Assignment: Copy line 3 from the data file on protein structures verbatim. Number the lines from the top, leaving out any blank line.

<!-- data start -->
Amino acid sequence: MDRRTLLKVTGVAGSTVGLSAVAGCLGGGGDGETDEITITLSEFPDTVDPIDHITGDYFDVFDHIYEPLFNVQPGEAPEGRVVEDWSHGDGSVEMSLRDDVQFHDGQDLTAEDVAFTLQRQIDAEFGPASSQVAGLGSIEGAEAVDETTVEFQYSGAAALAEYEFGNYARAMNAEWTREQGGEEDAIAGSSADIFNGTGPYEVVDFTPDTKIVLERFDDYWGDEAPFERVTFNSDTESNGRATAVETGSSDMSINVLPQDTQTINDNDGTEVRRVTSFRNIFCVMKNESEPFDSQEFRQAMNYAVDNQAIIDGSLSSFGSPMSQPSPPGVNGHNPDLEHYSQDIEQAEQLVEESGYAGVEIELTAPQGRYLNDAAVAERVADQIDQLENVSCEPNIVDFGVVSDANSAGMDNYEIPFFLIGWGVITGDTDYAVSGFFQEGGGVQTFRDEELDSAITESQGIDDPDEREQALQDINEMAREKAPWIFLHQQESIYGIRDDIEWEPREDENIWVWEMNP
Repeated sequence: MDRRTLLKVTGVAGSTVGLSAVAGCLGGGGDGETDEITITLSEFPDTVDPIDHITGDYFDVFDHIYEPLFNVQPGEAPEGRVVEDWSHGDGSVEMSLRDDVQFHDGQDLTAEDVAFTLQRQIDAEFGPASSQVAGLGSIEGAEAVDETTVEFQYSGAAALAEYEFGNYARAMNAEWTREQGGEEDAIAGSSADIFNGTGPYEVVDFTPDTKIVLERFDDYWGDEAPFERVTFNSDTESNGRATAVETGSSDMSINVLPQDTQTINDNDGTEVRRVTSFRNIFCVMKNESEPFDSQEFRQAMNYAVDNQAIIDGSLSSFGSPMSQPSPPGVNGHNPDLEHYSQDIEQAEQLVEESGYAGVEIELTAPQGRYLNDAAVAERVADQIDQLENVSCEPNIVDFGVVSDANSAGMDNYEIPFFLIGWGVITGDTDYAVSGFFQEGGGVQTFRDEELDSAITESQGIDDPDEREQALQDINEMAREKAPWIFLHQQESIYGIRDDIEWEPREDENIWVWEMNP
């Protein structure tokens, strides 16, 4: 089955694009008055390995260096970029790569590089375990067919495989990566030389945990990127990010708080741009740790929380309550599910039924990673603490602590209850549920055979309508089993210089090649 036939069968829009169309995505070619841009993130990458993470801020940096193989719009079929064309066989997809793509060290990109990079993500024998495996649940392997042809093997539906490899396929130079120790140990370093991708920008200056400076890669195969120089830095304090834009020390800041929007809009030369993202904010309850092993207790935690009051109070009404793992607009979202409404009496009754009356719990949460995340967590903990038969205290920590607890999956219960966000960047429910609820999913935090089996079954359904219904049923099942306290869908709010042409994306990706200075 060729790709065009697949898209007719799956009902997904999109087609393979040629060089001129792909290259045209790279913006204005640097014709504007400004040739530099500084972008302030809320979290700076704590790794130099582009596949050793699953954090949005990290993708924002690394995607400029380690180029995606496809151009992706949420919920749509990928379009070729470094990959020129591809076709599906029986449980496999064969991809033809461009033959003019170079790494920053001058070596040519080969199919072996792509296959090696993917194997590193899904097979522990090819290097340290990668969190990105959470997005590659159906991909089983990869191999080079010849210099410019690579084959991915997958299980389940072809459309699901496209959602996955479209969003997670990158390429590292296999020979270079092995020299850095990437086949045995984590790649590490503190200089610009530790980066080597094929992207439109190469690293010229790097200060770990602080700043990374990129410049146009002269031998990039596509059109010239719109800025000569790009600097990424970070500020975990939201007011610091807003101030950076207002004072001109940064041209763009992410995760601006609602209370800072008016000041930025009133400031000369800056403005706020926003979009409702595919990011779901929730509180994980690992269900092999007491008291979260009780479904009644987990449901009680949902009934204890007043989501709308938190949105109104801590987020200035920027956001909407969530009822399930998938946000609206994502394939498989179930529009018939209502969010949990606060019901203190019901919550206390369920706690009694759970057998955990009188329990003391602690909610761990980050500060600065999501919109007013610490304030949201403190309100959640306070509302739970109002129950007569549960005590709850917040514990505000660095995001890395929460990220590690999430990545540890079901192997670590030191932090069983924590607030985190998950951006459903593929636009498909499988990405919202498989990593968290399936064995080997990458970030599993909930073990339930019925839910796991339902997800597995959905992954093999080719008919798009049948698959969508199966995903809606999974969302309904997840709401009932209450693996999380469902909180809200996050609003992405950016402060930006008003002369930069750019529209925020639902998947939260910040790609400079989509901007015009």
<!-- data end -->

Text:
């Protein structure tokens, strides 16, 4: 089955694009008055390995260096970029790569590089375990067919495989990566030389945990990127990010708080741009740790929380309550599910039924990673603490602590209850549920055979309508089993210089090649 036939069968829009169309995505070619841009993130990458993470801020940096193989719009079929064309066989997809793509060290990109990079993500024998495996649940392997042809093997539906490899396929130079120790140990370093991708920008200056400076890669195969120089830095304090834009020390800041929007809009030369993202904010309850092993207790935690009051109070009404793992607009979202409404009496009754009356719990949460995340967590903990038969205290920590607890999956219960966000960047429910609820999913935090089996079954359904219904049923099942306290869908709010042409994306990706200075 060729790709065009697949898209007719799956009902997904999109087609393979040629060089001129792909290259045209790279913006204005640097014709504007400004040739530099500084972008302030809320979290700076704590790794130099582009596949050793699953954090949005990290993708924002690394995607400029380690180029995606496809151009992706949420919920749509990928379009070729470094990959020129591809076709599906029986449980496999064969991809033809461009033959003019170079790494920053001058070596040519080969199919072996792509296959090696993917194997590193899904097979522990090819290097340290990668969190990105959470997005590659159906991909089983990869191999080079010849210099410019690579084959991915997958299980389940072809459309699901496209959602996955479209969003997670990158390429590292296999020979270079092995020299850095990437086949045995984590790649590490503190200089610009530790980066080597094929992207439109190469690293010229790097200060770990602080700043990374990129410049146009002269031998990039596509059109010239719109800025000569790009600097990424970070500020975990939201007011610091807003101030950076207002004072001109940064041209763009992410995760601006609602209370800072008016000041930025009133400031000369800056403005706020926003979009409702595919990011779901929730509180994980690992269900092999007491008291979260009780479904009644987990449901009680949902009934204890007043989501709308938190949105109104801590987020200035920027956001909407969530009822399930998938946000609206994502394939498989179930529009018939209502969010949990606060019901203190019901919550206390369920706690009694759970057998955990009188329990003391602690909610761990980050500060600065999501919109007013610490304030949201403190309100959640306070509302739970109002129950007569549960005590709850917040514990505000660095995001890395929460990220590690999430990545540890079901192997670590030191932090069983924590607030985190998950951006459903593929636009498909499988990405919202498989990593968290399936064995080997990458970030599993909930073990339930019925839910796991339902997800597995959905992954093999080719008919798009049948698959969508199966995903809606999974969302309904997840709401009932209450693996999380469902909180809200996050609003992405950016402060930006008003002369930069750019529209925020639902998947939260910040790609400079989509901007015009």